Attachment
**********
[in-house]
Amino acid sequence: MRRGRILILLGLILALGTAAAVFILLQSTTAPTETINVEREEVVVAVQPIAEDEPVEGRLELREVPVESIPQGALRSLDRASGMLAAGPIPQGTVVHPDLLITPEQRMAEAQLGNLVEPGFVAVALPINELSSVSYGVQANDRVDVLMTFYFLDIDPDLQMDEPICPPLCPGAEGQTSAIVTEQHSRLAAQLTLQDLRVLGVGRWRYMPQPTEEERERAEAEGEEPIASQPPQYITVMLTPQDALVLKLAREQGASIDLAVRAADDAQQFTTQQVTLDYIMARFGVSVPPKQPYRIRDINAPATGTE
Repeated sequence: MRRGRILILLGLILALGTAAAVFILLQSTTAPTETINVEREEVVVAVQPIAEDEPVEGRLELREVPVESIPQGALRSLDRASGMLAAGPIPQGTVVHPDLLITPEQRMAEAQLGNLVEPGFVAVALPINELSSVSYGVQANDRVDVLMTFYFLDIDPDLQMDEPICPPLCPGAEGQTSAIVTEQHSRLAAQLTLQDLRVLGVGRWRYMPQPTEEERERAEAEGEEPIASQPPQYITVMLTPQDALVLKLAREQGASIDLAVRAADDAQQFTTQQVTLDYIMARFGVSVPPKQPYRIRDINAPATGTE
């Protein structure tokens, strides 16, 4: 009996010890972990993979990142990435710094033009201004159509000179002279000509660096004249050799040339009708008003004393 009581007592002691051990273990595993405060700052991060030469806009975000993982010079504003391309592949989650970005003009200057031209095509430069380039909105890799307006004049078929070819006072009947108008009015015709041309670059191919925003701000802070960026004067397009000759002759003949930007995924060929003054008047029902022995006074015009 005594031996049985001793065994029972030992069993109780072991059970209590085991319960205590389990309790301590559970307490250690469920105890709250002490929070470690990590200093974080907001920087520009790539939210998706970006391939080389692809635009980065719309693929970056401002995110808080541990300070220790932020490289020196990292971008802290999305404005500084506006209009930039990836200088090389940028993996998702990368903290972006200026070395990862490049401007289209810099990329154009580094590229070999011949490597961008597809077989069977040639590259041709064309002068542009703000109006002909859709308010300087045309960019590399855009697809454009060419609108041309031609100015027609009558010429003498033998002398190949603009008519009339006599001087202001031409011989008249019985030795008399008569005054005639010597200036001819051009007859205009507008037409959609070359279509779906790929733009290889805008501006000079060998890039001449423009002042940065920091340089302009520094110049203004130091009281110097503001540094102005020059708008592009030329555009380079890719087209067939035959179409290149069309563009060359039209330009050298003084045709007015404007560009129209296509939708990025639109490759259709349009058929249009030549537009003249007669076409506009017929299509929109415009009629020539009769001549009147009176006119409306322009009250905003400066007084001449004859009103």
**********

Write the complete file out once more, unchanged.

[in-house]
Amino acid sequence: MRRGRILILLGLILALGTAAAVFILLQSTTAPTETINVEREEVVVAVQPIAEDEPVEGRLELREVPVESIPQGALRSLDRASGMLAAGPIPQGTVVHPDLLITPEQRMAEAQLGNLVEPGFVAVALPINELSSVSYGVQANDRVDVLMTFYFLDIDPDLQMDEPICPPLCPGAEGQTSAIVTEQHSRLAAQLTLQDLRVLGVGRWRYMPQPTEEERERAEAEGEEPIASQPPQYITVMLTPQDALVLKLAREQGASIDLAVRAADDAQQFTTQQVTLDYIMARFGVSVPPKQPYRIRDINAPATGTE
Repeated sequence: MRRGRILILLGLILALGTAAAVFILLQSTTAPTETINVEREEVVVAVQPIAEDEPVEGRLELREVPVESIPQGALRSLDRASGMLAAGPIPQGTVVHPDLLITPEQRMAEAQLGNLVEPGFVAVALPINELSSVSYGVQANDRVDVLMTFYFLDIDPDLQMDEPICPPLCPGAEGQTSAIVTEQHSRLAAQLTLQDLRVLGVGRWRYMPQPTEEERERAEAEGEEPIASQPPQYITVMLTPQDALVLKLAREQGASIDLAVRAADDAQQFTTQQVTLDYIMARFGVSVPPKQPYRIRDINAPATGTE
């Protein structure tokens, strides 16, 4: 009996010890972990993979990142990435710094033009201004159509000179002279000509660096004249050799040339009708008003004393 009581007592002691051990273990595993405060700052991060030469806009975000993982010079504003391309592949989650970005003009200057031209095509430069380039909105890799307006004049078929070819006072009947108008009015015709041309670059191919925003701000802070960026004067397009000759002759003949930007995924060929003054008047029902022995006074015009 005594031996049985001793065994029972030992069993109780072991059970209590085991319960205590389990309790301590559970307490250690469920105890709250002490929070470690990590200093974080907001920087520009790539939210998706970006391939080389692809635009980065719309693929970056401002995110808080541990300070220790932020490289020196990292971008802290999305404005500084506006209009930039990836200088090389940028993996998702990368903290972006200026070395990862490049401007289209810099990329154009580094590229070999011949490597961008597809077989069977040639590259041709064309002068542009703000109006002909859709308010300087045309960019590399855009697809454009060419609108041309031609100015027609009558010429003498033998002398190949603009008519009339006599001087202001031409011989008249019985030795008399008569005054005639010597200036001819051009007859205009507008037409959609070359279509779906790929733009290889805008501006000079060998890039001449423009002042940065920091340089302009520094110049203004130091009281110097503001540094102005020059708008592009030329555009380079890719087209067939035959179409290149069309563009060359039209330009050298003084045709007015404007560009129209296509939708990025639109490759259709349009058929249009030549537009003249007669076409506009017929299509929109415009009629020539009769001549009147009176006119409306322009009250905003400066007084001449004859009103």